Gotta love freshly greased and assembled parts :) Also I took some time to polish and brush the hell out of everything that wasn't going black.
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Sure is nice to have a solid catalog of process photos to remind you how everything went together.

Make sure before you coat parts that you have a good idea what's exposed and what's not, there are a few surfaces that I missed on the rear hub that I would have coated if I hadn't mistaken them to be mating surfaces. Oh well, next time. Also if you’re going with powder get all the grease, oil, and bearings out of the parts… they will not stand up to the baking process, and will have to be removed later anyway and will have bled all over your’ not so perfect anymore fresh finish.

Later I took all my parts out to High5 cycles for them to be laced, trued, mounted, and balanced, and learned that I wont be seeing them again for another week… it’s alright though, if I can manage to gather up the motivation, that should give me the time to fix my leaking gas tank and rebuild my forks. Maybe even shorten my cables… I’m still afraid of that though.


Last edited by mysta2 on Mon Oct 24, 2005 10:33 pm, edited 3 times in total.

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 Post subject:
Unread postPosted: Tue Sep 13, 2005 11:22 pm 
Legendary 300
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Currently it’s set up in m garage on my floor jack in somewhat of a psudo-mockup
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which has gotten me thinking of how low I can really get it when I put it all back together again.

This is the bucket of parts that it’s so far dropped (less a couple that went straight to the dumpster, and the seat)
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If I had to hazard a guess I would say it probably weighs in at about 30 pounds.


Last edited by mysta2 on Mon Oct 24, 2005 10:33 pm, edited 1 time in total.

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Unread postPosted: Wed Sep 14, 2005 10:26 am 
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Holy cow! You are truly fearless. Anyway - great pix and a good story to boot. keep it up.

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1985 Honda Magna VF700c


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Unread postPosted: Wed Sep 14, 2005 10:34 pm 
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My Motorcycle: 2009 Kawasaki Vulcan 900
cb360 wrote:
Holy cow! You are truly fearless. Anyway - great pix and a good story to boot. keep it up.


and obviously talented. :)

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1st motorcycle 2004 Yamaha V-Star 650 Classic.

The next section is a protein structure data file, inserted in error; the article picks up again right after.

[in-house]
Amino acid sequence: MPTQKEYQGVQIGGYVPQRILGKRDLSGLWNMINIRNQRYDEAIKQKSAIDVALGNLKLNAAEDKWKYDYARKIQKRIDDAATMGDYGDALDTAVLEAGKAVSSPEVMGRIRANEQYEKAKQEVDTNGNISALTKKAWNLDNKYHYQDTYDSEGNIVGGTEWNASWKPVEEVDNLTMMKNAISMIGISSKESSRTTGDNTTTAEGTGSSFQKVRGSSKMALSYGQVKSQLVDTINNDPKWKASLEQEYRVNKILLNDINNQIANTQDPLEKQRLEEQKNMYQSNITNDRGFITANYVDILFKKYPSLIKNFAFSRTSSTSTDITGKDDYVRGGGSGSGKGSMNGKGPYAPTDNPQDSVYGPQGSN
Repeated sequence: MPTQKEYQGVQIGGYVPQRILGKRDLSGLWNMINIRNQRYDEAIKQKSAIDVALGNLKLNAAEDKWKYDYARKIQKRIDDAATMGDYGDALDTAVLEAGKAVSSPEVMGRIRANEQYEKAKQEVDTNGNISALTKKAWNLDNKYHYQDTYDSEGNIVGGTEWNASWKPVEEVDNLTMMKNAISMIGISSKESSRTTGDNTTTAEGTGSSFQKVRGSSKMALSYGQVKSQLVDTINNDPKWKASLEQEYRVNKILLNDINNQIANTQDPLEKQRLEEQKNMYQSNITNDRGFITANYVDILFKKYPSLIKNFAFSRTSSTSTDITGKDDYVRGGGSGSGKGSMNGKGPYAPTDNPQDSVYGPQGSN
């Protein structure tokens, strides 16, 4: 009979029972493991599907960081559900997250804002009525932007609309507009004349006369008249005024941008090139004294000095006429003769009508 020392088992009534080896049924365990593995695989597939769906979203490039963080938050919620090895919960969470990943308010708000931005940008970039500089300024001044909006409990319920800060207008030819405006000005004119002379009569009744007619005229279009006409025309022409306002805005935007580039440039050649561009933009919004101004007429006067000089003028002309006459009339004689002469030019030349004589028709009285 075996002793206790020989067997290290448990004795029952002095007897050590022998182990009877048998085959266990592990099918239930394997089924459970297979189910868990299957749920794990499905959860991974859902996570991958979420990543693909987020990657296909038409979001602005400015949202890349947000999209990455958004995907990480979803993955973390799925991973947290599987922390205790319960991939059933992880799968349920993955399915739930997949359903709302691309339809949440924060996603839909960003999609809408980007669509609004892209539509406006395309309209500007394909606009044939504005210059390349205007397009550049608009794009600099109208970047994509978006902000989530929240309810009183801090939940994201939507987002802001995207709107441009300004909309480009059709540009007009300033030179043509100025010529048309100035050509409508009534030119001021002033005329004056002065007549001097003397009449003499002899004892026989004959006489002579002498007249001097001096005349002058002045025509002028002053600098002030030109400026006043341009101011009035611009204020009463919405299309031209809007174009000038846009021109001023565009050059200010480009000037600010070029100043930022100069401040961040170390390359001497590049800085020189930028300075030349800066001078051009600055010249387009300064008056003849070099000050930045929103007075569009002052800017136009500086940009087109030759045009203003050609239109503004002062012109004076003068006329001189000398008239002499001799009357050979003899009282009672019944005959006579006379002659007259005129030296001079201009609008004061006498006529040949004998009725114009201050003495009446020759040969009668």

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 Post subject:
Unread postPosted: Fri Sep 16, 2005 8:08 am 
Legendary 300
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Location: Little Elm, TX.
Made myself some headlight brackets last night (also finally took my parts down to the powder coater, I should have them back next week)

Always a good first step: measure everything you can reach:
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btw: the tubes are 204.74mm outside to outside, 33mm dia, and the headlight’s 183.87mm hole to hole.

Always work your design out on paper first
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this gives you something to go back to when you forgot a defining dimention… and it’s faster then doing it later.

Next is modeling it up in ProE, I’m still learning this step
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On to Surfcam for tool path programming
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First side running
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finished, ready for flip
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second side run
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tapping the threads (1/4-20 in retrospect I probably should have used something metric since even the allen key is standard)
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finished (still a little dirty though)
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I might polish them up later or paint them, machine finish is cool for now.

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Definitely needs to go lower, I’ll figure all that out later when the thing goes back together with wheels and all. They certainly aren't the prettiest things I've ever made, but they do what they were made to do and that's all I ask.


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Unread postPosted: Mon Sep 26, 2005 8:53 pm 
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Here’s a simple little entry on refreshing a very worn out tail light:

In need of a new tail light to replace that monster that Honda decided the bike needed I headed down to Bates’ Cycle Salvage here in Garland to cruise his yard. I found a trick little light mounted to a very muddy Kawa dirt bike. So we tore it of (literally, took most of the fender with it) and I took it home and mounted it up, placing it’s refurbish on the low priority list: